Experts review current and future approaches to dementia diagnosis

August 15, 2006

Given that Alzheimer's disease and most of the other dementias have specific biologic findings at autopsy, one would think that the clinical diagnoses would be very straightforward. Not so! In fact, clinical diagnoses are often difficult, causing confusion in research settings and delays in treatment. The September issue of SAGE Publications' Journal of Geriatric Psychiatry and Neurology brings together some of the world's experts to review the current and future approaches to dementia diagnosis as the American Psychiatric Association prepares for the fifth update of its Diagnostic and Statistical Manual (DSM-V).

Many different issues in dementia and its diagnosis are discussed in the journal, including such topics as:

  • The frequencies of different types of dementia (about 80% of cases are Alzheimer's)
  • The differences between normal memory impairment in an aging brain and dementia
  • The agreement on the definition of dementia between the American Psychiatric Association and the World Health Organization
  • Improved assessment tools such as brain imaging and the testing of blood and spinal fluid
  • Diagnosing non-cognitive symptoms, such as psychosis, depression, sleep disturbance, and agitation Genetic research and how it relates to dementias

  • "As new and better medications become available for the treatment of Alzheimer's disease, an early and accurate diagnosis becomes increasingly important for researchers, physicians, patients and their families. This collection of articles summarizes the state-of-the-art in dementia diagnosis and points the way to a future where we might diagnose and even treat Alzheimer's disease and other dementias before classic memory symptoms are evident. This would represent a major medical advance for all of us," states guest editor, Trey Sunderland MD, from the National Institute of Mental Health, about the special issue of Journal of Geriatric Psychiatry and Neurology. The issue is available to read at no charge for a limited time at http://jgpn.sagepub.com.
    -end-
    The Journal of Geriatric Psychiatry and Neurology brings together original research, clinical reviews, and timely case reports on all aspects of neuropsychiatric care of aging patients, including age-related biologic, neurologic, and psychiatric illnesses; psychosocial problems; forensic issues; and family care. The Journal is edited by Alan M. Mellow, MD, PhD, Ann Arbor VA Medical Center and has an Impact Factor of 1.627. http://jgpn.sagepub.com

    SAGE Publications is a leading international publisher of journals, books, and electronic media for academic, educational, and professional markets. Since 1965, SAGE has helped inform and educate a global community of scholars, practitioners, researchers, and students spanning a wide range of subject areas including business, humanities, social sciences, and science, technology and medicine. SAGE Publications, a privately owned corporation, has principal offices in Thousand Oaks, California, London, United Kingdom, and New Delhi, India. www.sagepublications.com

    SAGE

    Related Dementia Articles from Brightsurf:

    The danger of Z-drugs for dementia patients
    Strong sleeping pills known as 'Z-drugs' are linked with an increased risk of falls, fractures and stroke among people with dementia, according to new research.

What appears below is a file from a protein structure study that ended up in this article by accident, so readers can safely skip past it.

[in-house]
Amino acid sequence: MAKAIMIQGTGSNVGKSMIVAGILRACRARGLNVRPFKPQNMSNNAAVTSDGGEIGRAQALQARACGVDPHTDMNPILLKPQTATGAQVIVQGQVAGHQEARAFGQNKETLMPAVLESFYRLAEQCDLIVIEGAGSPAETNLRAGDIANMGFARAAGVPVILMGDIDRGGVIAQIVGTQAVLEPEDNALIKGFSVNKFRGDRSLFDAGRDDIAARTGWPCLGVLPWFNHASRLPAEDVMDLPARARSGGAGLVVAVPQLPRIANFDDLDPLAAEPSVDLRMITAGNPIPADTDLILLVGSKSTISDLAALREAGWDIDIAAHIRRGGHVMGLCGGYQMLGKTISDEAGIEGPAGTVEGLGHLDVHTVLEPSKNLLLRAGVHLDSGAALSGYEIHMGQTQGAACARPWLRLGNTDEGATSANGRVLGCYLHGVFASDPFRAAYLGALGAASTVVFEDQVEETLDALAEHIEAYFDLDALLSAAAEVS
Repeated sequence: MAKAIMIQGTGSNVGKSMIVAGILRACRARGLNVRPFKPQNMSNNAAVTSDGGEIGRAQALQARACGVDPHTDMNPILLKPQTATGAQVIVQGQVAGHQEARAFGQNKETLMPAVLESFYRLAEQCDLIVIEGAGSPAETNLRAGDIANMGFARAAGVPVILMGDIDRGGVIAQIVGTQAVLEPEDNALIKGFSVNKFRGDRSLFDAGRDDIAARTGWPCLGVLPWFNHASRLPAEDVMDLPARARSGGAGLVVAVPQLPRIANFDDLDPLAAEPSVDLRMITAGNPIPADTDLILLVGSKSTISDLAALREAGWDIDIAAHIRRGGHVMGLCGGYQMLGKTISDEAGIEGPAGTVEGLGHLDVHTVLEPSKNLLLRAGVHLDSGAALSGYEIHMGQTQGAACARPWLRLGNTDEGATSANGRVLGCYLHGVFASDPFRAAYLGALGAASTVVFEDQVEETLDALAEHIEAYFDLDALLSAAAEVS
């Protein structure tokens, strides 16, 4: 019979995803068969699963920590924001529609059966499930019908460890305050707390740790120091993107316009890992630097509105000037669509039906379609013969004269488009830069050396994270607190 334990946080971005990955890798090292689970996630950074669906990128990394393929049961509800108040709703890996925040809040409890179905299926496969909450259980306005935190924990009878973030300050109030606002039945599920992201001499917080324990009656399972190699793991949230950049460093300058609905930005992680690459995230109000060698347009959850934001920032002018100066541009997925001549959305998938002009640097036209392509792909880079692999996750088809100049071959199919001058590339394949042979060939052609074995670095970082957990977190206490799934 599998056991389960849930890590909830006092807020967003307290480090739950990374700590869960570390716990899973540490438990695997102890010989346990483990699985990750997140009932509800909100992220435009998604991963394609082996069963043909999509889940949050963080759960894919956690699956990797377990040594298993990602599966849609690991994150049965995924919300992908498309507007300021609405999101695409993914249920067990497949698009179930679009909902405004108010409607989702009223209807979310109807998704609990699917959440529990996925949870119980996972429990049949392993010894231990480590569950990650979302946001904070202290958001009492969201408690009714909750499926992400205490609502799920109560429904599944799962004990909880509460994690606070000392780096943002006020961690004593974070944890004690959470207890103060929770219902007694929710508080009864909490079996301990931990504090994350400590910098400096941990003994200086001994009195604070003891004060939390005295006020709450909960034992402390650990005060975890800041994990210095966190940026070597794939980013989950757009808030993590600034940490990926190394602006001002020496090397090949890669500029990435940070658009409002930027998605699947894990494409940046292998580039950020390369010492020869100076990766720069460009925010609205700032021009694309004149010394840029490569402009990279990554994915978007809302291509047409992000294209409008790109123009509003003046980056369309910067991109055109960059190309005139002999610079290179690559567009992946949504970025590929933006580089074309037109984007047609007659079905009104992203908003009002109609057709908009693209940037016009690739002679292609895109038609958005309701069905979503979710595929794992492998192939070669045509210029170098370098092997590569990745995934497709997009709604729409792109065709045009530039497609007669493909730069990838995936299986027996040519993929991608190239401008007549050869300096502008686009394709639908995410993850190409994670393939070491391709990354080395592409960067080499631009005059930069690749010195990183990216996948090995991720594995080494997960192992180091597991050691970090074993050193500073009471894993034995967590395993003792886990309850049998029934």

The long road to dementia
    Alzheimer's disease develops over decades. It begins with a fatal chain reaction in which masses of misfolded beta-amyloid proteins are produced that in the end literally flood the brain.

    Why people with dementia go missing
    People with dementia are more likely to go missing in areas where road networks are dense, complicated and disordered - according to new research from the University of East Anglia.

    PTSD may double risk of dementia
    People who have experienced post-traumatic stress disorder (PTSD) are up to twice as likely to develop dementia later in life, according to a new study by UCL researchers, published in the British Journal of Psychiatry.

    Dementia education
    School-based dementia education could deliver much needed empathy and understanding for older generations as new research from the University of South Australia shows it can significantly improve dementia knowledge and awareness among younger generations.

    Building dementia friendly churches
    A project to help church communities become more 'dementia friendly' has had a significant impact across the country.

    A "feeling" for dementia?
    A research team led by the DZNE concludes that personal perception can be an important indicator for the early detection of Alzheimer's disease.

    New biomarker for dementia diagnosis
    Medical researchers in the UK and Australia have identified a new marker which could support the search for novel preventative and therapeutic treatments for dementia.

    Digital solutions for dementia care
    Telehealth delivery of dementia care in the home can be as effective as face-to-face home visit services if carers and recipients take advantage of the technologies available, Australian researchers say.

    Despite a marked reduction in the prevalence of dementia, the number of people with dementia is set to double by 2050 according to new Alzheimer Europe report
    Today, at a European Parliament lunch debate, Alzheimer Europe launched a new report presenting the findings of its collaborative analysis of recent prevalence studies and setting out updated prevalence rates for dementia in Europe.

    Read More: Dementia News and Dementia Current Events
    Brightsurf.com is a participant in the Amazon Services LLC Associates Program, an affiliate advertising program designed to provide a means for sites to earn advertising fees by advertising and linking to Amazon.com.